The Second Coming of Khomeini
The grandson of the Islamic Republic's founder is entering the political fray in Tehran — and could just be President Rouhani's savior.
TEHRAN — The Islamic Revolution, which is now 36 years old, is never forgotten here -- but some corners fear that it is fading from public view. Even as President Hassan Rouhani works to reintegrate Iran back into the global community, hard-line elements have stepped up their efforts to weaken his camp of political moderates and portray his government as naive about the threat posed by the United States. Circled by forces such as the Islamic Revolutionary Guard Corps (IRGC) and the judiciary, the president has started to look like a limited, fenced-in figure, incapable of changing too much about how the Islamic Republic operates.
TEHRAN — The Islamic Revolution, which is now 36 years old, is never forgotten here — but some corners fear that it is fading from public view. Even as President Hassan Rouhani works to reintegrate Iran back into the global community, hard-line elements have stepped up their efforts to weaken his camp of political moderates and portray his government as naive about the threat posed by the United States. Circled by forces such as the Islamic Revolutionary Guard Corps (IRGC) and the judiciary, the president has started to look like a limited, fenced-in figure, incapable of changing too much about how the Islamic Republic operates.
Now, however, a new figure with the most famous last name in Iranian politics could become Rouhani’s inside man. Hassan Khomeini, the best-known grandson of Ayatollah Ruhollah Khomeini, registered on Dec. 18 as a candidate in next year’s elections for the Assembly of Experts. The 88-member committee is charged with selecting Iran’s next supreme leader when the incumbent, Ayatollah Ali Khamenei, who is 76 years old and is said to be ailing, dies. The young Khomeini is the first member of his family to seek public office since the death in 1989 of his feted grandfather, who founded the Islamic Republic and served as its first supreme leader. The only question is whether the 43-year-old will be allowed to embark on a path that could eventually lead to the very top of Iran’s complex power structure.
Hassan was born in Qom, the center of religious education in Iran, and home to the country’s clerical political establishment. Hassan’s father, Ahmad, was involved only peripherally in government, having played an influential role in assisting his own father after the long-exiled ayatollah’s triumphant return to Tehran in February 1979. Had he not died of a heart attack in 1995, Ahmad might have preceded his son’s entry to electoral politics.
But now it is Hassan who is moving to center stage.
Having studied and taught in Qom, his main job has been running the mausoleum in Tehran where his father and grandfather are interred, considered a hallowed task by many in Iran. He first started stirring notice in political circles in 2008, when he implicitly criticized Iran’s new political and military elite, which has filled its pockets even while preaching loyalty to the revolution’s founder and the Iranian people.
The IRGC, established by the first supreme leader to protect Iran from foreign and domestic threats, proved its worth during the Iran-Iraq war — but has since earned the enmity of many Iranians by engaging in widespread cronyism and throwing its weight behind the most hard-line figures in the Islamic Republic.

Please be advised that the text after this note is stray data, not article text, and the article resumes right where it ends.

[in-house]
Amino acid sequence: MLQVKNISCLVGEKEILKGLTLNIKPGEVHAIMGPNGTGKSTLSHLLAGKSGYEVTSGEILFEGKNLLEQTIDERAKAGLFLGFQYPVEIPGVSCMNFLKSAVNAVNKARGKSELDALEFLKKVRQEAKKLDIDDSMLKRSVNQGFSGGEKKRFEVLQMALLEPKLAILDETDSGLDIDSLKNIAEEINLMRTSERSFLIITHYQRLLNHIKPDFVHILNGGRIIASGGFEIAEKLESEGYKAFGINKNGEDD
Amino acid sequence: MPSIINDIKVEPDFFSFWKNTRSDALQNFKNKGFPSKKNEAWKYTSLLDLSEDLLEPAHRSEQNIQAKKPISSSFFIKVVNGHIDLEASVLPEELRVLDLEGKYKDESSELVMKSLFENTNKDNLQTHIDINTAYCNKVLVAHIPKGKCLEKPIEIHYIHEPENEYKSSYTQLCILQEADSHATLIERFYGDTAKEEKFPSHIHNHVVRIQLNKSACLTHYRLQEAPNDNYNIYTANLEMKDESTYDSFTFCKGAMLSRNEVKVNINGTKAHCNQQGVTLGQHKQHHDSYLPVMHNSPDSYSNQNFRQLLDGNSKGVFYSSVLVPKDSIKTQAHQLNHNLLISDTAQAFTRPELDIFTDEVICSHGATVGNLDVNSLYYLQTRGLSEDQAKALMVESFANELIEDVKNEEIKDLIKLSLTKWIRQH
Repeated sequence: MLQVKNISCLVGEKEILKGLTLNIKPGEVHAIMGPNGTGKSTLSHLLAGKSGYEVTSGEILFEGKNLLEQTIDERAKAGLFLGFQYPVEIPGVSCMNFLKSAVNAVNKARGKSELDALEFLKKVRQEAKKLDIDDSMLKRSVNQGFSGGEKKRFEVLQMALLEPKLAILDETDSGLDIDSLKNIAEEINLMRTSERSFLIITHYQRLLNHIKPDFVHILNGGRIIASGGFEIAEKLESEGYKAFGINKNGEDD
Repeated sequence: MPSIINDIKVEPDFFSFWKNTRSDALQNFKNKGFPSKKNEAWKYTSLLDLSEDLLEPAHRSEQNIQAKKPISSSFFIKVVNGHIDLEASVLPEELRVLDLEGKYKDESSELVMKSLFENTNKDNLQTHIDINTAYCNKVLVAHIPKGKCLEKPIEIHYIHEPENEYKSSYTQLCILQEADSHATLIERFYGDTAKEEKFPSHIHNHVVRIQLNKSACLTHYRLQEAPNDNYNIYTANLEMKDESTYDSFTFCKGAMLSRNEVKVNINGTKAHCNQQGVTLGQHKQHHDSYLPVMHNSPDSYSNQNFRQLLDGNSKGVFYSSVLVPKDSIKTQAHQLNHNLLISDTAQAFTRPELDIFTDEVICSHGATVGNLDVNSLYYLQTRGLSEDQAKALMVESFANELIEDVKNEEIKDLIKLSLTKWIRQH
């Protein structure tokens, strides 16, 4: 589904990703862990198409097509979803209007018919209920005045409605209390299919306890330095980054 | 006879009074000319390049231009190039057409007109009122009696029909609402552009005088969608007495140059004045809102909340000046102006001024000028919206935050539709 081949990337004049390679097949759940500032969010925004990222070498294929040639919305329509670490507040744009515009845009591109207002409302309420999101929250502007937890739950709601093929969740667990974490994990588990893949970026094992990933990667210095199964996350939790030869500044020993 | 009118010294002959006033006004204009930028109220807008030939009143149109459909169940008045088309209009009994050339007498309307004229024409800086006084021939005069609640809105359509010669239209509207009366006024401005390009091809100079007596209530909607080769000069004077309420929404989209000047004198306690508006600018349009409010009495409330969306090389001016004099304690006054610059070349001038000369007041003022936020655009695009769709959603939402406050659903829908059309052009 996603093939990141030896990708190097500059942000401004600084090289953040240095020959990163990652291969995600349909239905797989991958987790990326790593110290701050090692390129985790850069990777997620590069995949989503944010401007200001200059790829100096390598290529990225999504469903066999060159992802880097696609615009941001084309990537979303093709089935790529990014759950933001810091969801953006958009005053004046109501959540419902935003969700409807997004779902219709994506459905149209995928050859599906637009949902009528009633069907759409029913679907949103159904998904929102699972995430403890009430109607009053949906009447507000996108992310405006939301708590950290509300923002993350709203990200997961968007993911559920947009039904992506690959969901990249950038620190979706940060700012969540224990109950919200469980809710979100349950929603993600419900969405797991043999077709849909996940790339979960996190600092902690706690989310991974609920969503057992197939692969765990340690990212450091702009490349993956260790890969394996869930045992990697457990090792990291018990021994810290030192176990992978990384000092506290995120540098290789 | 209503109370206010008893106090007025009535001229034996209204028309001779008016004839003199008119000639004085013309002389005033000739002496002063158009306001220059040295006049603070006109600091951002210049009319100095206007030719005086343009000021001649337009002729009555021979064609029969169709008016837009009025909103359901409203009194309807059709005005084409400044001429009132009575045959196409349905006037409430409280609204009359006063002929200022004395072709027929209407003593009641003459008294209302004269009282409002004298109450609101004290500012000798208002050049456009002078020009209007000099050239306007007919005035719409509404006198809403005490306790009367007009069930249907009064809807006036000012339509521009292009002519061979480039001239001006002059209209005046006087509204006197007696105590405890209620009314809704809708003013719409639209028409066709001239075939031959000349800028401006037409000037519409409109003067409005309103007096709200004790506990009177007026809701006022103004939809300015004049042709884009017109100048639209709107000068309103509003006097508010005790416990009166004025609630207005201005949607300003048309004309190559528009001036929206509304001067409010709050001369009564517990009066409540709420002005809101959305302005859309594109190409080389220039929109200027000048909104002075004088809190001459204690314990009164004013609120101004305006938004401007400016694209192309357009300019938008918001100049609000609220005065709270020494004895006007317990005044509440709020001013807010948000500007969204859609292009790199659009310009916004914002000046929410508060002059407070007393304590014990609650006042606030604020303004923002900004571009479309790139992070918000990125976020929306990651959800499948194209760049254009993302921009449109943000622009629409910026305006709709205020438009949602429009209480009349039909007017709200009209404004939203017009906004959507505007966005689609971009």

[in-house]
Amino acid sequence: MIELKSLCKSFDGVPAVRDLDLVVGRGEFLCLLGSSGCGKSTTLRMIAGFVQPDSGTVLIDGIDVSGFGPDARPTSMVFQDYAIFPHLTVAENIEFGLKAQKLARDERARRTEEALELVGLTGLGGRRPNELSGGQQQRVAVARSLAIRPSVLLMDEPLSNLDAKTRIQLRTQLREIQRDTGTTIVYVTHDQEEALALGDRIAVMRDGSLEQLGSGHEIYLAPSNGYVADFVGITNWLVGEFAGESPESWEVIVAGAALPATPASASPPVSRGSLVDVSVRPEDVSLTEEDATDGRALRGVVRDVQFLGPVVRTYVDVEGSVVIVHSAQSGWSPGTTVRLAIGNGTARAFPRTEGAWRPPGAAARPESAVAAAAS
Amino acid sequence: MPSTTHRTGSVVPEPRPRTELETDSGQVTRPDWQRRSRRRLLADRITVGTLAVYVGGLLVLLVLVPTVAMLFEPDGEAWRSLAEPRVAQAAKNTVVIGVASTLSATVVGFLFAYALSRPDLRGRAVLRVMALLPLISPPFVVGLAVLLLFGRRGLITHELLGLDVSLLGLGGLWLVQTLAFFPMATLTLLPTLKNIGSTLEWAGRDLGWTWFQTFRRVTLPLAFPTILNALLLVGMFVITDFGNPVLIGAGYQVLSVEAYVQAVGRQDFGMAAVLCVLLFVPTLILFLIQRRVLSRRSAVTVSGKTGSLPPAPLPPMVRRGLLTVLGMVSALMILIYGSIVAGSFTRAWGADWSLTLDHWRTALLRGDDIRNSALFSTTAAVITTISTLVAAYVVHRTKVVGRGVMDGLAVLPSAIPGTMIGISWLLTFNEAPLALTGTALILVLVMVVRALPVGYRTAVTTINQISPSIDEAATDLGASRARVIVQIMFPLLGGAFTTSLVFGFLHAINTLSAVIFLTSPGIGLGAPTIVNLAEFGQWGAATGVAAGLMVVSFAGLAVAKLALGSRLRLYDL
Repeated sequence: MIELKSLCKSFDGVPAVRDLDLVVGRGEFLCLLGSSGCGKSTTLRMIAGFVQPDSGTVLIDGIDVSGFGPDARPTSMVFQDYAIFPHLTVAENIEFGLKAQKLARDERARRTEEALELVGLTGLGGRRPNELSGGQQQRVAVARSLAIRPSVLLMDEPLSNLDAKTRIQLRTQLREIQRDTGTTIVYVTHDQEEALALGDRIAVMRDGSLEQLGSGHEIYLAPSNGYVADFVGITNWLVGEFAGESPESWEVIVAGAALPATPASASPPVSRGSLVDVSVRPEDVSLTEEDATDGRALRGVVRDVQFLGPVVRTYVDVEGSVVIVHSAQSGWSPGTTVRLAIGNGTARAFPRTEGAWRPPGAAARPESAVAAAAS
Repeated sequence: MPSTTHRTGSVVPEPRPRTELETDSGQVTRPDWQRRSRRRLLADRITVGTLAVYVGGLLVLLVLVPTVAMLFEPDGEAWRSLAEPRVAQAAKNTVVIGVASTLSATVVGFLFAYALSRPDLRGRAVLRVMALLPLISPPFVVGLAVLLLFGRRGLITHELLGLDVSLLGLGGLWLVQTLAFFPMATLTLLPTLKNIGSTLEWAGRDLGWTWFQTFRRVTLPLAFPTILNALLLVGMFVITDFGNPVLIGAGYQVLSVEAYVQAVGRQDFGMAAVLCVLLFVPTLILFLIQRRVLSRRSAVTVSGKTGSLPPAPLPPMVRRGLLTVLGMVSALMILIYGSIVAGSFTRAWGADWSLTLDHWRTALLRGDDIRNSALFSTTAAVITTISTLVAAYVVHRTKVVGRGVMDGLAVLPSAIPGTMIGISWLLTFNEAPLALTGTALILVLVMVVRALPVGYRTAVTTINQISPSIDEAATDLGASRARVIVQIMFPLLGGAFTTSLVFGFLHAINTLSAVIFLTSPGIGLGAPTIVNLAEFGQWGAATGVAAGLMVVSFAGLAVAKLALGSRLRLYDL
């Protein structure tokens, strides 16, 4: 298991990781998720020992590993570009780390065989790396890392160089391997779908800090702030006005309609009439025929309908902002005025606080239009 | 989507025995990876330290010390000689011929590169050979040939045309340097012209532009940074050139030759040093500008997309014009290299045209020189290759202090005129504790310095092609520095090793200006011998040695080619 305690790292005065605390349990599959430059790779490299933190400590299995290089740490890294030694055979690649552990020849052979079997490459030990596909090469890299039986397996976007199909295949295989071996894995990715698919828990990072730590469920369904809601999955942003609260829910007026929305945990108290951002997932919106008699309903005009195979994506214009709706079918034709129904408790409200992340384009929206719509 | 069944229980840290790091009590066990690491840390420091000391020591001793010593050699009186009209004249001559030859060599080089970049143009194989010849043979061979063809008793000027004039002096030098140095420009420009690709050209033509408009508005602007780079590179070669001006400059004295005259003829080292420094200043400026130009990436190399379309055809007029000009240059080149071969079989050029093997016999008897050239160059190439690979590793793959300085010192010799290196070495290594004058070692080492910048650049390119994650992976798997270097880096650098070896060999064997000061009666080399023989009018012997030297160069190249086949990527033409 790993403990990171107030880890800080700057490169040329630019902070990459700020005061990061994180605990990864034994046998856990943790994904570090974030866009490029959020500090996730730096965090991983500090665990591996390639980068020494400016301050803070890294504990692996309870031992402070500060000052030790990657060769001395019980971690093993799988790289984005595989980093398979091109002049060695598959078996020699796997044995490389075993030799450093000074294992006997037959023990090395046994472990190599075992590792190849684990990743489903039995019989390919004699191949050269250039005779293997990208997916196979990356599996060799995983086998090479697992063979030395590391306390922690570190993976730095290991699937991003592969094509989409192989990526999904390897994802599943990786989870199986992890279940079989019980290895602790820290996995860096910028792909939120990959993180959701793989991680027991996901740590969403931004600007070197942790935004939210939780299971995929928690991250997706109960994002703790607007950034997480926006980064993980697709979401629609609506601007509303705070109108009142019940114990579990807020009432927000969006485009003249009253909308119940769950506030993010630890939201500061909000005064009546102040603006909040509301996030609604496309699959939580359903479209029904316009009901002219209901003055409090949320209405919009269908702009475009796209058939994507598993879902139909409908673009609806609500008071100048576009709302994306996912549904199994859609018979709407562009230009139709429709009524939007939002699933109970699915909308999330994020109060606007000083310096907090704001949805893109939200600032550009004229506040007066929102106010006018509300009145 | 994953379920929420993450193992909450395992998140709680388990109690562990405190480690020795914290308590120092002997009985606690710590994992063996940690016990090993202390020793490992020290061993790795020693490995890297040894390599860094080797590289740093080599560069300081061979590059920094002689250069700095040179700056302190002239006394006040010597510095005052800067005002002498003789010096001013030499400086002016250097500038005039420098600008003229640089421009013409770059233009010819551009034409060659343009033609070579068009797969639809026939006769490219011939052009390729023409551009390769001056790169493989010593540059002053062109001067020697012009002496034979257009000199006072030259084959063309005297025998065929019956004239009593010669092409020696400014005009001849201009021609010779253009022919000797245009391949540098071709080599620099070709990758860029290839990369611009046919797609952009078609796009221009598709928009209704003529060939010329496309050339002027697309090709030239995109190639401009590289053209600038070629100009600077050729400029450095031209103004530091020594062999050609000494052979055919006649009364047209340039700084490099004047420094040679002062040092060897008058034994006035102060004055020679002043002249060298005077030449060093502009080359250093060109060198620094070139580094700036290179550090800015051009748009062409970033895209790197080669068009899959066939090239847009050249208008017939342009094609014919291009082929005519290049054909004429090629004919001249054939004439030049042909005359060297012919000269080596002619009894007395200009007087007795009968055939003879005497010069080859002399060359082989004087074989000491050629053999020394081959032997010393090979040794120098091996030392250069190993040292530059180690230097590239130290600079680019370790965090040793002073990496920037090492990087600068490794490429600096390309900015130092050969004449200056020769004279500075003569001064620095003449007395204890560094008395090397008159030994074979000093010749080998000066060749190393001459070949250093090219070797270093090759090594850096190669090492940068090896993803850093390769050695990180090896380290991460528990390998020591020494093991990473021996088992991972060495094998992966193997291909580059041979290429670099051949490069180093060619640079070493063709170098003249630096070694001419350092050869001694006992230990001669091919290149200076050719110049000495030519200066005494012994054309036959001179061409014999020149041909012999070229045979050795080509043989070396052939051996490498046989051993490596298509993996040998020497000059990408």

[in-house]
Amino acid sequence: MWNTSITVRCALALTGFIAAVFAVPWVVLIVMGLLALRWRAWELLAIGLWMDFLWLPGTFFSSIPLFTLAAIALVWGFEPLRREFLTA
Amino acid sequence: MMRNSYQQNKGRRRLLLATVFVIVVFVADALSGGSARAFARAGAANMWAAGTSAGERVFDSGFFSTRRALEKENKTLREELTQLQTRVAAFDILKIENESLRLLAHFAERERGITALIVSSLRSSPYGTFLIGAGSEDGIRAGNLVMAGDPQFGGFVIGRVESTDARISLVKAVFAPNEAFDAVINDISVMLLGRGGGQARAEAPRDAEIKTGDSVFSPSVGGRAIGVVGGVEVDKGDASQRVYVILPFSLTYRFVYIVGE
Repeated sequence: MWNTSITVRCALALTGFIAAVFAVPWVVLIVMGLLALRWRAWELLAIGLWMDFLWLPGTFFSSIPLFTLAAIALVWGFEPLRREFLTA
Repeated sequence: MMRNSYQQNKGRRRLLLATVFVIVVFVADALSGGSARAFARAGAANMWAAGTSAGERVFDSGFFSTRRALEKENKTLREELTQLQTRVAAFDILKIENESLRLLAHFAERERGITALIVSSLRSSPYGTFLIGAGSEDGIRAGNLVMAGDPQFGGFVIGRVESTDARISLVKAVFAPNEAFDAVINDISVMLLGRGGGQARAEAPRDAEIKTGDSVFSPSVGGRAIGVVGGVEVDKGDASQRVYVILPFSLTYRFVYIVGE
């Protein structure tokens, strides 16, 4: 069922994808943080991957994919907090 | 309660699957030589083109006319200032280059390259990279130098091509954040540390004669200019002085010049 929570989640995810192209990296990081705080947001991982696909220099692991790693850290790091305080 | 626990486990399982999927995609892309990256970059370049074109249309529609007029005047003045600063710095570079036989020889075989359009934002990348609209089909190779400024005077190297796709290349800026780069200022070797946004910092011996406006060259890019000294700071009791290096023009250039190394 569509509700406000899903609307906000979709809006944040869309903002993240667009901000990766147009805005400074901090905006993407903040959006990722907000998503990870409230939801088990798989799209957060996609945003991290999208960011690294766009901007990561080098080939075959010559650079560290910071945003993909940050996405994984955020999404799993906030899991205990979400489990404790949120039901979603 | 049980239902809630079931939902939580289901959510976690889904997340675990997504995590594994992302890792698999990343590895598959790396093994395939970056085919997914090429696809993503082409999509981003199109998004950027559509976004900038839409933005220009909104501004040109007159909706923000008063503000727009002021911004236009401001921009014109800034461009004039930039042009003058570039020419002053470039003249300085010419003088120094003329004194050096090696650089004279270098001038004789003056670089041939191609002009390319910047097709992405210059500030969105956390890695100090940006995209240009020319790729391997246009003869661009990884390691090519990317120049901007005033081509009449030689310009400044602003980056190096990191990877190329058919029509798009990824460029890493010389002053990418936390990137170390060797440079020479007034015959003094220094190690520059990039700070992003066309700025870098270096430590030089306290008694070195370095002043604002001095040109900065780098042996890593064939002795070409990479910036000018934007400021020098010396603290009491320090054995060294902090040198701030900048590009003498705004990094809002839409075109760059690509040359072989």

“Those who claim to be loyal to Imam Khomeini should follow his order that the military must stay out of politics,” the younger Khomeini said in an explosive speech when the IRGC was flexing its muscles in 2008 by supporting then-President Mahmoud Ahmadinejad. Khomeini met with reformists before the election the following year and then spoke out in support of the movement’s two defeated candidates, Mir-Hossein Mousavi and Mehdi Karroubi, who claimed the presidential ballot was rigged.
Keeping such company earned Khomeini some credit among moderates. He also shunned Ahmadinejad’s inauguration ceremony, depriving the event of the legitimacy of his family’s endorsement.
Supporters have long wanted Khomeini to enter the public arena. He is markedly younger than the current crop of top Iranian politicians and has already shown something of a youthful, common touch: He’s known to be a fan of Iran’s soccer league and has appeared as a guest on a popular television fanzine. On the show, he said he thought he could have had a career in the game if his grandfather had not ordered him to deepen his religious studies when he was 21 years old.
Khomeini’s 18-year-old son, Ahmad, is another asset. He has 188,000 followers on Instagram, which unlike Facebook or Twitter is not blocked in Iran and offers his father a unique platform to connect with young voters. The Instagram feed provides an insight into the societal change that Khamenei shows no willingness to acknowledge: Photos show Ahmad in Nike sports clothes at a time when Khamenei says American brands should be banned. Yet the teenager is also reverent toward his ancestors, posting pictures of his great-grandfather (who famously branded America “the Great Satan”) and he has taken part in religious ceremonies himself, seamlessly inhabiting both the old and new Iran.
Hassan Khomeini, meanwhile, already has a powerful array of allies for the forthcoming election. Rouhani and Ayatollah Akbar Hashemi Rafsanjani, a former president, are his main public backers; both are members of the Assembly and will seek new eight-year terms — a tenure Khamenei may not outlive.
Mohammad Khatami, Iran’s last reformist president, and another figure close to Khomeini, is less likely to be seen in public as the elections approach. Exemplifying the tension at the top of the political system, Khatami’s image is banned by the authorities, after being cast aside and dubbed a “seditionist” by the regime ever since the pro-democracy protests of 2009. However, the former president has shown he still has political influence: It was he who urged Mohammad Reza Aref, a reformist, to withdraw in the 2013 presidential election, which allowed Rouhani to win by consolidating the support of moderate voters.